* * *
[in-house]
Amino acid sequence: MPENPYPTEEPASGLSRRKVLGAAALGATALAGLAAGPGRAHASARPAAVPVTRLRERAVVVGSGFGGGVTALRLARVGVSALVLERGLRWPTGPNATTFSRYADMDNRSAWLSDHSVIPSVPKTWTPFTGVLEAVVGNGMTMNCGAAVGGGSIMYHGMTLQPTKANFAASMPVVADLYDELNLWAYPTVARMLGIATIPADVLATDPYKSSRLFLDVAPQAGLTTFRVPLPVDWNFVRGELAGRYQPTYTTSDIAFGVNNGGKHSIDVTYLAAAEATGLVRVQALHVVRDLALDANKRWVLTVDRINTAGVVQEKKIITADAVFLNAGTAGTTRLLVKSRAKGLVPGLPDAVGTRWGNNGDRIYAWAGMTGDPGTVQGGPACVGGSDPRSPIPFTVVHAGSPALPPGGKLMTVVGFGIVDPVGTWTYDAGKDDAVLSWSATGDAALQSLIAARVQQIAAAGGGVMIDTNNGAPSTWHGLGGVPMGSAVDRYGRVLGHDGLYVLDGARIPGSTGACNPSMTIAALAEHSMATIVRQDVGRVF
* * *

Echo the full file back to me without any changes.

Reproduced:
[in-house]
Amino acid sequence: MPENPYPTEEPASGLSRRKVLGAAALGATALAGLAAGPGRAHASARPAAVPVTRLRERAVVVGSGFGGGVTALRLARVGVSALVLERGLRWPTGPNATTFSRYADMDNRSAWLSDHSVIPSVPKTWTPFTGVLEAVVGNGMTMNCGAAVGGGSIMYHGMTLQPTKANFAASMPVVADLYDELNLWAYPTVARMLGIATIPADVLATDPYKSSRLFLDVAPQAGLTTFRVPLPVDWNFVRGELAGRYQPTYTTSDIAFGVNNGGKHSIDVTYLAAAEATGLVRVQALHVVRDLALDANKRWVLTVDRINTAGVVQEKKIITADAVFLNAGTAGTTRLLVKSRAKGLVPGLPDAVGTRWGNNGDRIYAWAGMTGDPGTVQGGPACVGGSDPRSPIPFTVVHAGSPALPPGGKLMTVVGFGIVDPVGTWTYDAGKDDAVLSWSATGDAALQSLIAARVQQIAAAGGGVMIDTNNGAPSTWHGLGGVPMGSAVDRYGRVLGHDGLYVLDGARIPGSTGACNPSMTIAALAEHSMATIVRQDVGRVF